Ballast Water Management

Ballast Water Management – Deadline 31.12.2014

Since the introduction of steel hulled vessels around 120 years ago, water has been used as ballast to stabilize vessels at sea. Ballast water is pumped-in to maintain safe operating conditions throughout a voyage. This practice reduces stress on the hull, provides transverse stability, improves propulsion and manoeuvrability, and compensates for weight lost due to fuel and water consumption.

While ballast water is essential for safe and efficient modern shipping operations, it may pose serious ecological, economic and health problems due to the multitude of marine species carried in ships’ ballast water. These include bacteria, microbes, small invertebrates, eggs, cysts and larvae of various species. The transferred species may survive to establish a reproductive population in the host environment, becoming invasive, out-competing native species and multiplying into pest proportions.

The problem of invasive species in ships’ ballast water is largely due to the expanded trade and traffic volume over the last few decades and since the volumes of seaborne trade continue to increase the problem may not yet have reached its peak. The effects in many areas of the world have been devastating. The spread of invasive species is now recognized as one of the greatest threats to the ecological and the economic well-being of the planet.

After more than 14 years of complex negotiations between IMO Member States, the International Convention for the Control and Management of Ships’ Ballast Water and Sediments (BWM Convention) was adopted by consensus at a Diplomatic Conference held at IMO Headquarters in London on 13 February 2004.

The Convention requires all ships to implement a Ballast Water and Sediments Management Plan. All ships have to carry a Ballast Water Record Book and are required to carry out ballast water management procedures to a given standard.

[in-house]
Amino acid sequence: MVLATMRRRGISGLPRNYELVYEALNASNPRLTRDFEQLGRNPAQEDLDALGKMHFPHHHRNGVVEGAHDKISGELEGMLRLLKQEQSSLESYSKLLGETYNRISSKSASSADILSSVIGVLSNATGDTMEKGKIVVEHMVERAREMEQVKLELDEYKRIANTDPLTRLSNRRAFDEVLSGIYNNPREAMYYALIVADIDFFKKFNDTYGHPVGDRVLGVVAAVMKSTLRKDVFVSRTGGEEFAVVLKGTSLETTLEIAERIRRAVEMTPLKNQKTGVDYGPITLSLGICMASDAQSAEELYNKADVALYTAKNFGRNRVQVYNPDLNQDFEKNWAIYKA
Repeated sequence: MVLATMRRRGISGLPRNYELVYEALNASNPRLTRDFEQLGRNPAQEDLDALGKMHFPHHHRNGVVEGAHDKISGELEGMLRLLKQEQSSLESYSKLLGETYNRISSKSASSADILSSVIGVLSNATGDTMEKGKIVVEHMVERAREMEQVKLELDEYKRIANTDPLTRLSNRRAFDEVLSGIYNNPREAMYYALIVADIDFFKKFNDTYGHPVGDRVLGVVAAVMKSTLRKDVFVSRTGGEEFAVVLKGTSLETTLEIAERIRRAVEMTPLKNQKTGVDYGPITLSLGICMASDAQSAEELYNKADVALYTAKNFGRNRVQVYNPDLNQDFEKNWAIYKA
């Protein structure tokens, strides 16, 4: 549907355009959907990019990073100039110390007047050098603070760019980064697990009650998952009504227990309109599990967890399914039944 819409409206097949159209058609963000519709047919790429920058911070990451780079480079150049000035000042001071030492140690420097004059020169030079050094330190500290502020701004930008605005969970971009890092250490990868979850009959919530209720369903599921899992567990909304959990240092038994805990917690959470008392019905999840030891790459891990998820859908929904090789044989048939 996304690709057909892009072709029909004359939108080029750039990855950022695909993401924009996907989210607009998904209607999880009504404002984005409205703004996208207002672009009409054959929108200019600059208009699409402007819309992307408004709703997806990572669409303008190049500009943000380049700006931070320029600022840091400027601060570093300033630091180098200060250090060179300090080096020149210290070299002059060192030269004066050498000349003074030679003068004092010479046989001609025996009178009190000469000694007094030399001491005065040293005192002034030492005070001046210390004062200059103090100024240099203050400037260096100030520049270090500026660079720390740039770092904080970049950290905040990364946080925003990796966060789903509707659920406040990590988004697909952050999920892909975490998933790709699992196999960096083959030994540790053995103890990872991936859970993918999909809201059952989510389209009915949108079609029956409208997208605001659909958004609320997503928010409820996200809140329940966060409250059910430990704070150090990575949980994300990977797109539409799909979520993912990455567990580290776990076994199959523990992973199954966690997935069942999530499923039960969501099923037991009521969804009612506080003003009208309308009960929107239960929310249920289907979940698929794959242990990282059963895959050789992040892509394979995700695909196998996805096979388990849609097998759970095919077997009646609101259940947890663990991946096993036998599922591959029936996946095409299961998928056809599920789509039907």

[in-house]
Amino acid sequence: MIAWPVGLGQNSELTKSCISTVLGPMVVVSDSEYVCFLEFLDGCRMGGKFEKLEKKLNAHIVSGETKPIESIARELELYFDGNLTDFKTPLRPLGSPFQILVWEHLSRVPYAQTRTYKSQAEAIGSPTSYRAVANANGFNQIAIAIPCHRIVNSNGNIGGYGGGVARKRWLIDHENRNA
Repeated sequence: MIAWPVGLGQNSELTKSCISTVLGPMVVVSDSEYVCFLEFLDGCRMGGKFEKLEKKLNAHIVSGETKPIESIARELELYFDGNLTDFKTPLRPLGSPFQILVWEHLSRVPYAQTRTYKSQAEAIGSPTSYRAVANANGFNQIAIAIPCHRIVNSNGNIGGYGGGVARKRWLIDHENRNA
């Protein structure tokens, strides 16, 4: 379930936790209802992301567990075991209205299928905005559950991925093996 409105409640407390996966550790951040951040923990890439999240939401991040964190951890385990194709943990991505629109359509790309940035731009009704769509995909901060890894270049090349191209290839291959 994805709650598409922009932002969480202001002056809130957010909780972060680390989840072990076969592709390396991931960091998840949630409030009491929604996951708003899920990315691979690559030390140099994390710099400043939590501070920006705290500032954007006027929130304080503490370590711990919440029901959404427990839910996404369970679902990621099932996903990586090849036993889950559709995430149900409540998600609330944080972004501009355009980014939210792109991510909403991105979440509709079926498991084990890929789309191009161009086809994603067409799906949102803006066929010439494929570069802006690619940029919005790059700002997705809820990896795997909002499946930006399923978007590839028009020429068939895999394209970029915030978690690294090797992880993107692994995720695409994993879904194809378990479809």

The specific requirements for ballast water management are contained in regulation B-3 Ballast Water Management for Ships and differ according to the age of the vessel and the ballast water capacity.

BWM Standards

There is a ballast water exchange standard and a ballast water performance standard.

Regulation D-1 Ballast Water Exchange Standard – Ships performing Ballast Water exchange shall do so with an efficiency of 95 per cent volumetric exchange of Ballast Water. For ships exchanging ballast water by the pumping-through method, pumping through three times the volume of each ballast water tank shall be considered to meet the standard described. Pumping through less than three times the volume may be accepted provided the ship can demonstrate that at least 95 percent volumetric exchange is met.

Regulation D-2 Ballast Water Performance Standard – Ships conducting ballast water management shall discharge less than 10 viable organisms per cubic metre greater than or equal to 50 micrometers in minimum dimension and less than 10 viable organisms per millilitre less than 50 micrometres in minimum dimension and greater than or equal to 10 micrometers in minimum dimension; and discharge of the indicator microbes shall not exceed the specified concentrations.

Other methods of ballast water management may also be accepted as alternatives to the ballast water exchange standard and ballast water performance standard, provided that such methods ensure at least the same level of protection to the environment, human health, property or resources, and are approved in principle by IMO’s Marine Environment Protection Committee (MEPC).

Ships constructed before 2009 with a ballast water capacity of between 1500 and 5000 have until 31.12.2014 to adopt regulation D-2 the Ballast Water Performance Standard.

By 31.12.2016 all ships will have to comply with regulation D-2

Further reading:

http://www.imo.org/OurWork/Environment/BallastWaterManagement

http://globallast.imo.org

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